Wednesday, 19 September 2012


During the Middle Ages sanctuary could be sought in any church by anyone fleeing the king's justice, within the building itself. A church was and is consecrated holy ground.  Its sanctity was an ancient right defined by Canon Law. Anyone violating the sanctity of the sanctuary in a church could be excommunicated.  It was sacrilege to remove or attempt to remove the person who had gained the holy precincts; he was henceforth invested with a part of the sacredness of the place, and was inviolable so long as he remained there. It offered a temporary respite, for a period defined by Canon Law, given asylum from the authorities. Within the church itself was often a special seat for use by those seeking sanctuary.

Sanctuary law is thus based entirely on the Church’s claim to the right to impose, in certain places and at certain times its own Canon Law, unimpeded by secular law. But this right and its limits was always challenged by the Crown.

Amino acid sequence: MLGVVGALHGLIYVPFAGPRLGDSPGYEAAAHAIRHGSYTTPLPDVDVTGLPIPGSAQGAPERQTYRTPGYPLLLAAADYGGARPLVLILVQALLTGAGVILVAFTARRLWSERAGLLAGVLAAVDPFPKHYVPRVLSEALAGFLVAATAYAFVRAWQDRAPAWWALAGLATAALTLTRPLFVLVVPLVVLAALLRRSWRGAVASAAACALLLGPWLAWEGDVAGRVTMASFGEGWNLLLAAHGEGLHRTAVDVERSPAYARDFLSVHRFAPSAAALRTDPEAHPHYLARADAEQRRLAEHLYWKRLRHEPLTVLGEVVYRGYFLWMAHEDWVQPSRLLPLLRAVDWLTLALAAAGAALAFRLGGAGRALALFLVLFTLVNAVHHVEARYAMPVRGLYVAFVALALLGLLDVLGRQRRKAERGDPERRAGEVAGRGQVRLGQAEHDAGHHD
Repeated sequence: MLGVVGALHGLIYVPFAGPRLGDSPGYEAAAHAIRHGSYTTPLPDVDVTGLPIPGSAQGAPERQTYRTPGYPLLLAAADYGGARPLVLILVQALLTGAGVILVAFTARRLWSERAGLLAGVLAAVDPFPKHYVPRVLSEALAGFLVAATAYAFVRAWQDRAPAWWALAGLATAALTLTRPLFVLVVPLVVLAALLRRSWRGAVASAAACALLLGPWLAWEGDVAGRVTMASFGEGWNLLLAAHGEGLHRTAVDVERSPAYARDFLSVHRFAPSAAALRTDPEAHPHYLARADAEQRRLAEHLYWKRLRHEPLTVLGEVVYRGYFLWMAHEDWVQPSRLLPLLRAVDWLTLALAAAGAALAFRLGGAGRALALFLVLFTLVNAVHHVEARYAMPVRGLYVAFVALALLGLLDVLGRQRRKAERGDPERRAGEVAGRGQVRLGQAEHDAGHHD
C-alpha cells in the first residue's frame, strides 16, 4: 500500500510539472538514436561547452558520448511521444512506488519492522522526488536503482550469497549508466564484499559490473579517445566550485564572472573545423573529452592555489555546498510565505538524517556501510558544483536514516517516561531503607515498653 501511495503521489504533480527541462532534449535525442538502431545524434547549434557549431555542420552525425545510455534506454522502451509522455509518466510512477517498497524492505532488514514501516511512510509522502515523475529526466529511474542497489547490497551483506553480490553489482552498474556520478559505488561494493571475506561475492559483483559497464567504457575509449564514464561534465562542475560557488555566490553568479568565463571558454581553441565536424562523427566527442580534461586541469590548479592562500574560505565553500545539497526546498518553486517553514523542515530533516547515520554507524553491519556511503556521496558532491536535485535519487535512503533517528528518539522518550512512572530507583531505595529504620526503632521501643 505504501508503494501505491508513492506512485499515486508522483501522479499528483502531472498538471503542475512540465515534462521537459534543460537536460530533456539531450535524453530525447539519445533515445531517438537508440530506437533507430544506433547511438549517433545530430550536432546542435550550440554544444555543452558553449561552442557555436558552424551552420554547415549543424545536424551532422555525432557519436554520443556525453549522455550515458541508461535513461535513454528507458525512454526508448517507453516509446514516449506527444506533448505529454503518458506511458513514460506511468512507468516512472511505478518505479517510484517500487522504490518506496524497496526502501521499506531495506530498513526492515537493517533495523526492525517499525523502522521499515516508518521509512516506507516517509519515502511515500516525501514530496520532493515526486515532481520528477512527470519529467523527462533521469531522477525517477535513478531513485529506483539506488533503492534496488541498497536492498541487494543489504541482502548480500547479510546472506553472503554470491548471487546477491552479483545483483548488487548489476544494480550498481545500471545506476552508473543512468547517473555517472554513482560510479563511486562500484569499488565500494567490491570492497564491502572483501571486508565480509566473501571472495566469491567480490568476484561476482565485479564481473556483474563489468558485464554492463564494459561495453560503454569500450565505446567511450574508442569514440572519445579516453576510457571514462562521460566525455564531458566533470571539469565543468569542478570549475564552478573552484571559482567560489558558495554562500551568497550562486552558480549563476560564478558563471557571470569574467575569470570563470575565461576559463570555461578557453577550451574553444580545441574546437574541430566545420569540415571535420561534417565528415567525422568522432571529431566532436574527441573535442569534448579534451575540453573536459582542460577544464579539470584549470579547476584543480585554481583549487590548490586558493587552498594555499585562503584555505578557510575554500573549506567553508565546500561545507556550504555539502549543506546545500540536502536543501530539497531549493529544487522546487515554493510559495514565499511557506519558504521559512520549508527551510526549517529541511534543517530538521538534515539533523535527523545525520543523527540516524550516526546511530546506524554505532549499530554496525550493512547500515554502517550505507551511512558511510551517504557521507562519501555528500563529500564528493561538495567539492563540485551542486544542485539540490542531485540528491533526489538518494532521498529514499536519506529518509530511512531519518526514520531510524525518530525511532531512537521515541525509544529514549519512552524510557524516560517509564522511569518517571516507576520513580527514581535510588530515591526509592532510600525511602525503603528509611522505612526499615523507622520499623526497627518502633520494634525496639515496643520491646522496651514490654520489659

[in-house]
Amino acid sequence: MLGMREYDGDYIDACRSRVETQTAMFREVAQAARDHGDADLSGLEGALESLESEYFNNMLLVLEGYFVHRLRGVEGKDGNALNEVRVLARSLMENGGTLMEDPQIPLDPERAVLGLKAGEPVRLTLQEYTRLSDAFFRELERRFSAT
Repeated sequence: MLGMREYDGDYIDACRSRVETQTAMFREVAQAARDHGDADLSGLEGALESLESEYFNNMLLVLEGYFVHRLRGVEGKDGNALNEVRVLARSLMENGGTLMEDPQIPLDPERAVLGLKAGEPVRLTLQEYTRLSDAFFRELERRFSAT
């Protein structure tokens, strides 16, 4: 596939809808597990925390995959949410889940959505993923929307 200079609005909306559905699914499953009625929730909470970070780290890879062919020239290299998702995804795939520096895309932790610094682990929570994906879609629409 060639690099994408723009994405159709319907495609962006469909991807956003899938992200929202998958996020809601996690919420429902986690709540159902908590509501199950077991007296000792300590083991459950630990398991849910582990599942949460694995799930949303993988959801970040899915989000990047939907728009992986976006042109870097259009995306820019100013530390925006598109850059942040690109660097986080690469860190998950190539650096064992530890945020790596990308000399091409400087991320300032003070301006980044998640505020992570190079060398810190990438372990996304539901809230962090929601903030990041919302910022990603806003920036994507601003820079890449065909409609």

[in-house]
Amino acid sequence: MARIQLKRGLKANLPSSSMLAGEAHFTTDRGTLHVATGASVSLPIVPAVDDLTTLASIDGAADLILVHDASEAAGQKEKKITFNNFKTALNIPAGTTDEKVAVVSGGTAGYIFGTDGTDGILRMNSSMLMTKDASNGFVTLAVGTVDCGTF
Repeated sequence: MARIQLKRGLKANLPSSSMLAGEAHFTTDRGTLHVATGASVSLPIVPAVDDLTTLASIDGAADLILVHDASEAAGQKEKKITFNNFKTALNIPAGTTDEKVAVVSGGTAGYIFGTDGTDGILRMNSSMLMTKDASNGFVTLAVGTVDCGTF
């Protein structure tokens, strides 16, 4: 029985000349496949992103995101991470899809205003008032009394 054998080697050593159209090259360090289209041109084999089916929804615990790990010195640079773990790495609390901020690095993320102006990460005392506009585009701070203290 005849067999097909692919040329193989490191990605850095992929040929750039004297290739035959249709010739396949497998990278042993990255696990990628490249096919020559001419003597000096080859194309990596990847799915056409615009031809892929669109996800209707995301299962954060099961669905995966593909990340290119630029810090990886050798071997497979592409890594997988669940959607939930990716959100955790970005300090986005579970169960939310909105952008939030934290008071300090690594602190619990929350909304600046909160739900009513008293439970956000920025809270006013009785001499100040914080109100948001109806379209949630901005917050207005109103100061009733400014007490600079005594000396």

Some churches, those licensed by the king to do so, had a broader version of sanctuary in a special and defined larger zone surrounding the church. 

Understanding the very nature and significance of sanctuary is to understand some of the clauses of the Constitutions of Clarendon. Church land and buildings were seen to be wholly outside the jurisdiction of the secular authorities, The very person of a cleric was holy, and therefore was untouchable by secular authority.

Abjuration of the Realm: In the ancient English law it was a renunciation of one's country and taking an oath of perpetual banishment. A man who had committed a felony, and for safety flea to a sanctuary might within forty days' confess the fact, and take the oath of abjuration and perpetual banishment; he was then transported. 


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